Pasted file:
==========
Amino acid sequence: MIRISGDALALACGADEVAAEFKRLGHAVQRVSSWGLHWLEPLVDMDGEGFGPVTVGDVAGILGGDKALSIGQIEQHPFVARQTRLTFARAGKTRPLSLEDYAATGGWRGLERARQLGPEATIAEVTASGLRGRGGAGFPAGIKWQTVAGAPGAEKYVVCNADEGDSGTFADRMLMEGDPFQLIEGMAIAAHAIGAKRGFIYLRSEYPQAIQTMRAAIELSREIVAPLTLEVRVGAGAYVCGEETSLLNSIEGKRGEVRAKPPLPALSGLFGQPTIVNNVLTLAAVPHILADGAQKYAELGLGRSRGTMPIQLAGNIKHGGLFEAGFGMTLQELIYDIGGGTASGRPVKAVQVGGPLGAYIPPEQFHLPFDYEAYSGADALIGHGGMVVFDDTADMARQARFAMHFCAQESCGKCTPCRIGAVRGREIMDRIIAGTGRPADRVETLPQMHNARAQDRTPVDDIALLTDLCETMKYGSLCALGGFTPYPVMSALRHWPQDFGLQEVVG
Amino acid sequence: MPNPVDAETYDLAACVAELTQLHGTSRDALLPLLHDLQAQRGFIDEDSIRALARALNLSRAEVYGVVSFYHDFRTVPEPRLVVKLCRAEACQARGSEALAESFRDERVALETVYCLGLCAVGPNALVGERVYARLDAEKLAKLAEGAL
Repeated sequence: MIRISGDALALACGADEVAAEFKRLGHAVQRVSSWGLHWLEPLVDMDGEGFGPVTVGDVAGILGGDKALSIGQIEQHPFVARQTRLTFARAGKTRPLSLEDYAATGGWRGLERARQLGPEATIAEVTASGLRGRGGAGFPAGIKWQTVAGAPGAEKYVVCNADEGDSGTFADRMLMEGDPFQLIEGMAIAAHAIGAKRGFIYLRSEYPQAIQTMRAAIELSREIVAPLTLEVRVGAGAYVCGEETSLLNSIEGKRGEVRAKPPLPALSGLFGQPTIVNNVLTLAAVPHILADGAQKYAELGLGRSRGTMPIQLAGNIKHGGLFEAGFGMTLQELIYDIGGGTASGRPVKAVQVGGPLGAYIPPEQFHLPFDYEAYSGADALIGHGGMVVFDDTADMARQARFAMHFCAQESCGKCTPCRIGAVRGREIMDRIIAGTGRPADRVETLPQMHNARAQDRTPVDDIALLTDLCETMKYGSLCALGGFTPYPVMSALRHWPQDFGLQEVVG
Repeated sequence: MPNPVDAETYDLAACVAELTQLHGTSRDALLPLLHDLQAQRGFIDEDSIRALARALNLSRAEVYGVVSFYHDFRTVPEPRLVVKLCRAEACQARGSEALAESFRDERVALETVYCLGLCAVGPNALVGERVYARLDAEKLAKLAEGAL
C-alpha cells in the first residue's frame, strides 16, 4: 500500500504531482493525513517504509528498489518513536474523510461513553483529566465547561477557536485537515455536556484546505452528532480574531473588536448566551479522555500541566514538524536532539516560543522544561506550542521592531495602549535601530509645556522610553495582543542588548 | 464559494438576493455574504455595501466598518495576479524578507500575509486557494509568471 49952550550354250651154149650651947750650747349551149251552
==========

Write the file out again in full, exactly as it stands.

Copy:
Amino acid sequence: MIRISGDALALACGADEVAAEFKRLGHAVQRVSSWGLHWLEPLVDMDGEGFGPVTVGDVAGILGGDKALSIGQIEQHPFVARQTRLTFARAGKTRPLSLEDYAATGGWRGLERARQLGPEATIAEVTASGLRGRGGAGFPAGIKWQTVAGAPGAEKYVVCNADEGDSGTFADRMLMEGDPFQLIEGMAIAAHAIGAKRGFIYLRSEYPQAIQTMRAAIELSREIVAPLTLEVRVGAGAYVCGEETSLLNSIEGKRGEVRAKPPLPALSGLFGQPTIVNNVLTLAAVPHILADGAQKYAELGLGRSRGTMPIQLAGNIKHGGLFEAGFGMTLQELIYDIGGGTASGRPVKAVQVGGPLGAYIPPEQFHLPFDYEAYSGADALIGHGGMVVFDDTADMARQARFAMHFCAQESCGKCTPCRIGAVRGREIMDRIIAGTGRPADRVETLPQMHNARAQDRTPVDDIALLTDLCETMKYGSLCALGGFTPYPVMSALRHWPQDFGLQEVVG
Amino acid sequence: MPNPVDAETYDLAACVAELTQLHGTSRDALLPLLHDLQAQRGFIDEDSIRALARALNLSRAEVYGVVSFYHDFRTVPEPRLVVKLCRAEACQARGSEALAESFRDERVALETVYCLGLCAVGPNALVGERVYARLDAEKLAKLAEGAL
Repeated sequence: MIRISGDALALACGADEVAAEFKRLGHAVQRVSSWGLHWLEPLVDMDGEGFGPVTVGDVAGILGGDKALSIGQIEQHPFVARQTRLTFARAGKTRPLSLEDYAATGGWRGLERARQLGPEATIAEVTASGLRGRGGAGFPAGIKWQTVAGAPGAEKYVVCNADEGDSGTFADRMLMEGDPFQLIEGMAIAAHAIGAKRGFIYLRSEYPQAIQTMRAAIELSREIVAPLTLEVRVGAGAYVCGEETSLLNSIEGKRGEVRAKPPLPALSGLFGQPTIVNNVLTLAAVPHILADGAQKYAELGLGRSRGTMPIQLAGNIKHGGLFEAGFGMTLQELIYDIGGGTASGRPVKAVQVGGPLGAYIPPEQFHLPFDYEAYSGADALIGHGGMVVFDDTADMARQARFAMHFCAQESCGKCTPCRIGAVRGREIMDRIIAGTGRPADRVETLPQMHNARAQDRTPVDDIALLTDLCETMKYGSLCALGGFTPYPVMSALRHWPQDFGLQEVVG
Repeated sequence: MPNPVDAETYDLAACVAELTQLHGTSRDALLPLLHDLQAQRGFIDEDSIRALARALNLSRAEVYGVVSFYHDFRTVPEPRLVVKLCRAEACQARGSEALAESFRDERVALETVYCLGLCAVGPNALVGERVYARLDAEKLAKLAEGAL
C-alpha cells in the first residue's frame, strides 16, 4: 500500500504531482493525513517504509528498489518513536474523510461513553483529566465547561477557536485537515455536556484546505452528532480574531473588536448566551479522555500541566514538524536532539516560543522544561506550542521592531495602549535601530509645556522610553495582543542588548 | 464559494438576493455574504455595501466598518495576479524578507500575509486557494509568471 49952550550354250651154149650651947750650747349551149251552